Bidet viser forsvarsminister Ine Marie Eriksen og svenske kollega Peter Hultqvist Foto: Martina Huber/Regeringskansliet/Creative Commons/CC BY-NC 2.0

CLOSER COOPERATION? In a new NUPI policy brief, Senior Advisor Karsten Friis and Junior research fellow Maren Garberg Bredesen analyze opportunities for a closer defence cooperation between Sweden and Norway. Here are Norwegian Minister of Defence Ine Eriksen Søreide with Swedish colleague Peter Hultqvist.

Swedish-Norwegian Defence Cooperation: New opportunities?

Published: 22 Jun 2017

Having encountered rough seas in recent years, the cooperation now seems to have entered smoother waters.

In this new policy brief, ‘Swedish-Norwegian Defence Cooperation: New opportunities?’, Senior Adviser Karsten Friis and Junior Researcher Maren Garberg Bredesen argue that new opportunities lie ahead of Norway and the neighboring country Sweden when it comes to bilateral defence cooperation.

While Swedish-Norwegian defence cooperation has seen several setbacks in recent years over failed projects in joint acquisition and procurement, the authors have identified several emerging push and pull factors that might infuse the relationship with new energy. Push because the new security environment has increased the likelihood of a ‘below Article 5-crisis’ in the Nordic/Baltic region, which would probably involve all Nordic states, irrespective of NATO or EU membership. Pull because of the renewed US engagement in the region, the EU incentives for industrial defence cooperation – and geographical proximity, which in itself creates possibilities for shared solutions and practices.

These push and pull factors also come against the backdrop of some dramatic shifts in Swedish security policy in recent years: In 2014, the Russian annexation of Crimea and increased assertiveness in the Baltic Sea opened political possibilities in Sweden for a more hard-nosed and urgent approach towards security policy. Since, the so-called Hultqvist doctrine in Swedish security and defence policy has allowed for a combination of strong national defence and close bilateral relations, primarily with the USA and Finland, but also with other European countries and NATO. In 2016, the Swedish parliament ratified an agreement clarifying Sweden’s role as a host nation for NATO military exercises or operations. Norway has just recently deployed a military contingent to Lithuania as part of NATO’s Enhanced Forward Presence in the Baltics and Poland, thus increasing the strategic and operational interdependency across the Nordic region – and between Norway and Sweden.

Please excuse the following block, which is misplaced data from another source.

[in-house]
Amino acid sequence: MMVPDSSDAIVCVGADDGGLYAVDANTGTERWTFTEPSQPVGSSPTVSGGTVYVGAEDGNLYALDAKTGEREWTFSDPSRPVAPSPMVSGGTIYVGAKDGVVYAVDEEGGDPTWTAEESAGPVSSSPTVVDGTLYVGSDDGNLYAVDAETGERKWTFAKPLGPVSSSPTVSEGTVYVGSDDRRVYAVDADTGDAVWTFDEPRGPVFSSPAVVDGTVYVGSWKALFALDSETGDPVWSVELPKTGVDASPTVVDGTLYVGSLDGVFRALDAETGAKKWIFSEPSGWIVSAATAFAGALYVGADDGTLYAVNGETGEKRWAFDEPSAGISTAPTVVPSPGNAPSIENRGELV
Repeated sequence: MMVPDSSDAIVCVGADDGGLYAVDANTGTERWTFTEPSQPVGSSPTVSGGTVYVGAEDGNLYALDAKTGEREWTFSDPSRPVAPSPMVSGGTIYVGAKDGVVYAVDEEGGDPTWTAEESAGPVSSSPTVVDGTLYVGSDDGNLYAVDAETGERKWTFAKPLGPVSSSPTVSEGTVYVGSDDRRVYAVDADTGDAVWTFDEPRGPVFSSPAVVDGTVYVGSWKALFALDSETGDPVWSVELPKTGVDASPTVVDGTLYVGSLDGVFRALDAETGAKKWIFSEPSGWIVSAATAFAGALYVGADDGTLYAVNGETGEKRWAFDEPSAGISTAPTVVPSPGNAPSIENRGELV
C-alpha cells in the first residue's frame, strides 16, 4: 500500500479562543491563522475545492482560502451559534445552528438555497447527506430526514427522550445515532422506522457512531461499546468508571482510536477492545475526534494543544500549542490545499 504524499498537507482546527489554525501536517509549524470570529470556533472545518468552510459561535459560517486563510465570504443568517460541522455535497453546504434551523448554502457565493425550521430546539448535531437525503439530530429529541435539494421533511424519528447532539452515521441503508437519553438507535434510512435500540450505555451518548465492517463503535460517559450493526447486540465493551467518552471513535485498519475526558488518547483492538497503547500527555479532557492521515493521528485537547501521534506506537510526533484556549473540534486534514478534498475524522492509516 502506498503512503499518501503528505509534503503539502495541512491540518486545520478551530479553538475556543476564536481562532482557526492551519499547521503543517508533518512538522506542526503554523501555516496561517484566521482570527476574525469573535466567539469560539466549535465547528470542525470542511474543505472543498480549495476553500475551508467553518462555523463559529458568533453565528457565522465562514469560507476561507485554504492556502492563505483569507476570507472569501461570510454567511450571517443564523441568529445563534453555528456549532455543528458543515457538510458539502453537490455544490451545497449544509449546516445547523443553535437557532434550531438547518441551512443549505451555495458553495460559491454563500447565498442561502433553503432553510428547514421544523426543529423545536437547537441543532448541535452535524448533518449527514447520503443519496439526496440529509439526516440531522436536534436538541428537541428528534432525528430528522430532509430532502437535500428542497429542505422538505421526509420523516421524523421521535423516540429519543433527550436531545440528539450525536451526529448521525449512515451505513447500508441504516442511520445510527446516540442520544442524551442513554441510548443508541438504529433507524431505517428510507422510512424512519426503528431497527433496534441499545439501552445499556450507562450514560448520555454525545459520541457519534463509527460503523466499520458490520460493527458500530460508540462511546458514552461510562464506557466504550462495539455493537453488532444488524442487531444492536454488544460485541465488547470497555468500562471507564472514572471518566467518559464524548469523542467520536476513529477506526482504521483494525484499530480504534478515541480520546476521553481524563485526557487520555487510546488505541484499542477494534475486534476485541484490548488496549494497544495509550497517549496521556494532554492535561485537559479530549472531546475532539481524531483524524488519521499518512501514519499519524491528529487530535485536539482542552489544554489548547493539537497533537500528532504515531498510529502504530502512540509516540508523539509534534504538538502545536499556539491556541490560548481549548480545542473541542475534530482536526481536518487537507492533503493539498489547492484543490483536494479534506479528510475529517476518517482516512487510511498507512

The authors therefore ask: How might the new security context provide opportunities for Swedish–Norwegian cooperation on security and defence? Ultimately, they argue, the Nordic region constitutes one strategic space and cooperation should be pursued with an eye to greater security and operational effects. This includes the areas of cross-border training (CBT), multinational military cooperation, situational awareness in context of hybrid and grey-zone scenarios, and exercises for operations in the Nordic strategic space.

Download the policy brief here.

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